Company Highlights: 

  • Maverick BioMetals (Seed) – sustainable bio-extraction of metals from hard rock
  • Natrion (Series A) – solid-state battery technology that enables greater energy density, faster charging, and longer lifespan of batteries
  • NanoGraf (Series B) – a novel high-energy-density silicon-based anode for batteries in a range of applications from military to consumer
  1. Components & Electronics

The battery pack is the heart of the electric vehicle, but there are many innovation areas in the way it integrates with other parts of the vehicle architecture (i.e. motor, power electronics, charging system, etc). Check out the Ridgeline article highlighting its investment thesis around electrifying commercial vehicles.

Insider Perspective: “Like passenger vehicle manufacturers, we’ve taken a vertically integrated approach to our product development, meaning that we build and integrate everything ourselves, including the chassis, battery system and drive train. It means we can deliver a cost competitive vehicle without compromising on performance, efficiency or durability.” -John Harris, Founder & CEO, Harbinger

Harbinger CEO John Harris presenting Harbinger Motors at the 2022 Auto Show

Company Highlights: 

  • Harbinger Motors (Series A) – fully vertically-integrated electric chassis, with specialized powertrains and proprietary battery packs, for commercial and specialty vehicle industries
  • Scalvy (Seed) – modular e-powertrains to help mobility OEMs accelerate and scale their internal development
  • Twaice (Series B) – battery analytics software that enhances transparency and predictability of batteries
  1. Product Design

Startups have begun to challenge mobility OEMs with unique electric product designs and D2C business models, securing their supply chains and increasing their margins by forgoing the sale through a physical dealer network. Check out the Obvious Ventures article about Tesla alums and their mission to electrify RVs.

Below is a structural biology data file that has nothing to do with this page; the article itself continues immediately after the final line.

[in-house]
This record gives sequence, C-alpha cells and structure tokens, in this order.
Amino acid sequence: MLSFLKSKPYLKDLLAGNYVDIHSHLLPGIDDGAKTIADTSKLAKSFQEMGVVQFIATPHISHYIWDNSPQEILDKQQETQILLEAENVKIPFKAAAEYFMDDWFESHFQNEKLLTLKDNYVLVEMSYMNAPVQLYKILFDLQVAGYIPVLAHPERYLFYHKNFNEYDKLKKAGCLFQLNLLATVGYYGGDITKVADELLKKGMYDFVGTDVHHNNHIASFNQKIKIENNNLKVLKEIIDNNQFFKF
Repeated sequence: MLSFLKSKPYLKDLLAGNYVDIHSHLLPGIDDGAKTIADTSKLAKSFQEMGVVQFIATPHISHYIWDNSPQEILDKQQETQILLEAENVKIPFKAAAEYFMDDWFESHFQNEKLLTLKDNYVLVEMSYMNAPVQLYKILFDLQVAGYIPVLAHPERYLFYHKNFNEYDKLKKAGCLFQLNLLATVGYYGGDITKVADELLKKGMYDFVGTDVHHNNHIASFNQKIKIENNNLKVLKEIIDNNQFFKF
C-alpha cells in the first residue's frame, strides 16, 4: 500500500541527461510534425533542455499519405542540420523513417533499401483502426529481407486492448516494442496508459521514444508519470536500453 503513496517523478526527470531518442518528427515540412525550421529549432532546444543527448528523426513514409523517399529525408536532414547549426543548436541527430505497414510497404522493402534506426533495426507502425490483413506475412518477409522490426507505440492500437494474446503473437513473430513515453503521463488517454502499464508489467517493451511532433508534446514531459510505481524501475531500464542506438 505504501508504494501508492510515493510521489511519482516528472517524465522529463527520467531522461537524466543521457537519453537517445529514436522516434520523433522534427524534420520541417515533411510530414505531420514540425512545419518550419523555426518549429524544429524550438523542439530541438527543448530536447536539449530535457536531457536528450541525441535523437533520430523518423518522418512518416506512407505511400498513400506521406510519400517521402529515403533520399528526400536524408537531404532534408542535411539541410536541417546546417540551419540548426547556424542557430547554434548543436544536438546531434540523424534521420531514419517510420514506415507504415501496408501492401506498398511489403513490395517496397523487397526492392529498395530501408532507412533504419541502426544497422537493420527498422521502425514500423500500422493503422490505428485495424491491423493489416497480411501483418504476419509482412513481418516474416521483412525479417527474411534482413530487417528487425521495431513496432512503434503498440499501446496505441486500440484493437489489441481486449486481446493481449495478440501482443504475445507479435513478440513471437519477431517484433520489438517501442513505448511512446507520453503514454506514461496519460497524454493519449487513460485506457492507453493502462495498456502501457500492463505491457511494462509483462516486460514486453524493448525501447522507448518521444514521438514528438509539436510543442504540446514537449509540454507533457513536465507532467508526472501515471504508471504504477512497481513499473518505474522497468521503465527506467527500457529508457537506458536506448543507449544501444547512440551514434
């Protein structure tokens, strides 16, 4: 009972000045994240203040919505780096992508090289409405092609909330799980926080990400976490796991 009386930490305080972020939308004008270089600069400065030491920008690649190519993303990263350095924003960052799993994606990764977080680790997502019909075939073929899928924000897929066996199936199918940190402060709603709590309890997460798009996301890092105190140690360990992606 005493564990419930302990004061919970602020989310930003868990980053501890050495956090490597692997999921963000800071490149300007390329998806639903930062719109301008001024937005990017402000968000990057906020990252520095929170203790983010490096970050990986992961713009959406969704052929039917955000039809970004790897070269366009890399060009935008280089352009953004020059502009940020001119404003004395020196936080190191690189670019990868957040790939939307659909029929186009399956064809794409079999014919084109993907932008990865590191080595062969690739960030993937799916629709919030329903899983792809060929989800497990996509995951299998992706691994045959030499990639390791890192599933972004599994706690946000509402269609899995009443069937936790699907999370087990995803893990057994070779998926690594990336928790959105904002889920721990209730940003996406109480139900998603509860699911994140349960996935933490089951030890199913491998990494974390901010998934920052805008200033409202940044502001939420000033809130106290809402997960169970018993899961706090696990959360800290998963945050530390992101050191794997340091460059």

Insider Perspective: “It’s not just about building an electric product, it’s about building an electric product that’s built to last. A good product is one that you can buy and pass down to your kids.” -Toby Kraus, Founder & CEO, Lightship

Image of Lightship’s L1 Trailer

Company Highlights: 

  • Lightship (Series B) – aerodynamic, battery-powered recreational camper trailers 
  • Arc Boats (Series B) – high-performance, electric water sport boats
  • Telo Trucks (Seed) – compact electric vehicle trucks for city living and weekend adventuring
  1. Range Extension

Range anxiety with current electric products has led to new developments in lightweighting, power distribution, plug-in hybrids, and on-vehicle generators. Ram estimates that its 2025 1500 Ramcharger will be able to travel 145 miles on electricity alone, and when combined with a full tank of gas, the PHEV truck claims a combined range of up to 690 miles (see article for more details).

Company Highlights: 

  • Croft Motors (Seed) – decarbonizing vehicles and equipment with swappable hydrogen cartridges and base stations that produce affordable hydrogen on-site for fueling
  • SparkCharge (Series A) – 100% turn-key mobile EV charging service for OEMs, fleets, and more 
  1. Infrastructure